“I use Quicken as our accounting software and I always keep the original invoices and receipts and attach copies with the bills,” said Layton. “I charge by the project plus expenses, or occasionally I quote a job on a per-day basis.”
Layton doesn’t use a rate card, but his long-time clients are given preferential rate treatment. Even though many of his stations have a good payment record, collecting from slow-payers is always a concern.
“I have been very careful, and in nine years I haven’t gotten stuck,” said Layton. “But I start calling the clients every other day when they’re over 60 days.”
Layton said late payments are caused by bureaucracy more frequently than by malice. Even so, he tells his clients that their accounts must be current before he is willing to do additional work for them. He is also careful when he structures the payment schedule for each job.
“If it’s someone I haven’t worked with before, I will get at least half of the projected budget before I start. Then I bill as the project proceeds,” said Layton. “I think it’s much better for the client to see smaller invoices as we go along than one huge bill at the end.”
The rules that apply in any business relationship apply here. These include timely and helpful communication with the client, solving little problems before they become huge problems and providing a good value for the dollar.
Layton said that he bends over backwards for his clients and tries to accommodate them in every way.
Anyone who runs a one-person shop out of the home is aware of the importance of including the spouse in the business.
In the case of Layton Technical Services, Layton counts on his wife to proofread the engineering books he writes and publishes. Fromm’s wife holds an amateur radio license and accompanies him as a safety person on some service calls.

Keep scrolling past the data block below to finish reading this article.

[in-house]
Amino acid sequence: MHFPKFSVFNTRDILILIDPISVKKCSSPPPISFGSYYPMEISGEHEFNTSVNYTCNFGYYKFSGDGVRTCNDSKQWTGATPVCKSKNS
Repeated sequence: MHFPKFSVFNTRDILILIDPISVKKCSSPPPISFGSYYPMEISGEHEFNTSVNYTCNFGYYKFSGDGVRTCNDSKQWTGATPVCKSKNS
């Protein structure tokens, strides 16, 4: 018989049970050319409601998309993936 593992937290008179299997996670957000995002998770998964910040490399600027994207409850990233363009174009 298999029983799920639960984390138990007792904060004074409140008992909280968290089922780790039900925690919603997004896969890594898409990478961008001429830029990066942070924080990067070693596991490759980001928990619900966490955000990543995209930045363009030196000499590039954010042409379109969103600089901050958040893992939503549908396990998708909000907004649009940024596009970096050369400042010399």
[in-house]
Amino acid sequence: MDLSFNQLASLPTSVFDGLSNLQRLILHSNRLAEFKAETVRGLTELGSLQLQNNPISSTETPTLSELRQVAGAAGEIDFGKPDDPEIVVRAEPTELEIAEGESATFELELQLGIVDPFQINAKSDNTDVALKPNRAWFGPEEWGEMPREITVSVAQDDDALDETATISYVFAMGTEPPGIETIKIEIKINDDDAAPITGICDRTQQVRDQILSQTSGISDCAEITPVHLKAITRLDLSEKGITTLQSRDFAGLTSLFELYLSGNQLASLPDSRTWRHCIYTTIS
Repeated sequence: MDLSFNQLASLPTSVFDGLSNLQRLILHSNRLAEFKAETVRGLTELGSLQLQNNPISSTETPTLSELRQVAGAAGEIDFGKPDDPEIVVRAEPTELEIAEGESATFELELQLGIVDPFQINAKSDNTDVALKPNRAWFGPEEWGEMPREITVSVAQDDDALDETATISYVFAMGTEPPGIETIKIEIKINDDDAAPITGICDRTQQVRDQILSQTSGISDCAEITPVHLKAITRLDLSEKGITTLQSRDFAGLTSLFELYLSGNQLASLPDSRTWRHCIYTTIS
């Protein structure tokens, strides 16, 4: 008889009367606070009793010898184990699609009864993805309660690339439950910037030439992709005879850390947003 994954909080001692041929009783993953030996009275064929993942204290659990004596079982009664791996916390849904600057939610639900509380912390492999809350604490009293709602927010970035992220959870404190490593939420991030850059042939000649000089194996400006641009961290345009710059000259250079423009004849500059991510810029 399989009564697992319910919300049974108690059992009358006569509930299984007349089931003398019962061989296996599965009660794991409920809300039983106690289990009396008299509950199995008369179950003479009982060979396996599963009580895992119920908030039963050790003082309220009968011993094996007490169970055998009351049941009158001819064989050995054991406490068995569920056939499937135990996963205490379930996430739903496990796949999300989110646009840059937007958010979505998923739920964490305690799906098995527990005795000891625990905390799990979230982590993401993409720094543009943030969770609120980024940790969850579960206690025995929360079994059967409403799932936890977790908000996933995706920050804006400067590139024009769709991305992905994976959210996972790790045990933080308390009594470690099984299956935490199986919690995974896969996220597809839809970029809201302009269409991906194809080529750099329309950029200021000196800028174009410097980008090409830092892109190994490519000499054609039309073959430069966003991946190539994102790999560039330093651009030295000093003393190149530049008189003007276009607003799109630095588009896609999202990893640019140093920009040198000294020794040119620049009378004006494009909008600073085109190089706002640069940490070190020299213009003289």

Persons said that when the home phone is used as the business phone, it is vital that a client never hear the words “I don’t know where he is or when he’ll be back” from the person taking the call. In his case, clients call the office number and his wife is the only one who is able to reach him by cell phone and communicate messages back to the client. She always knows his whereabouts.
And then there’s the issue of – gulp – sales.
Consider. A station engineer finally decides to leave that big broadcast group and go forth into the world as a contract engineer. The shingle is hung, business cards are printed. But the phone isn’t ringing on its own. The engineer has to face the fact that he or she must now become a salesperson.
There are good and bad ways to present oneself to a potential client.
Persons suggested that an aspiring contract engineer dress neatly and avoid facial hair. He said employers want to see someone who represents the establishment sitting across the desk from them.
“It’s a case of perception,” said Persons. “If you can’t look like a business person, you won’t get the kind of money you want.”
Persons also suggested that contract engineers set an appointment by phone with a potential client. And while references are not usually required at the resulting meeting, a specific hourly rate will be requested.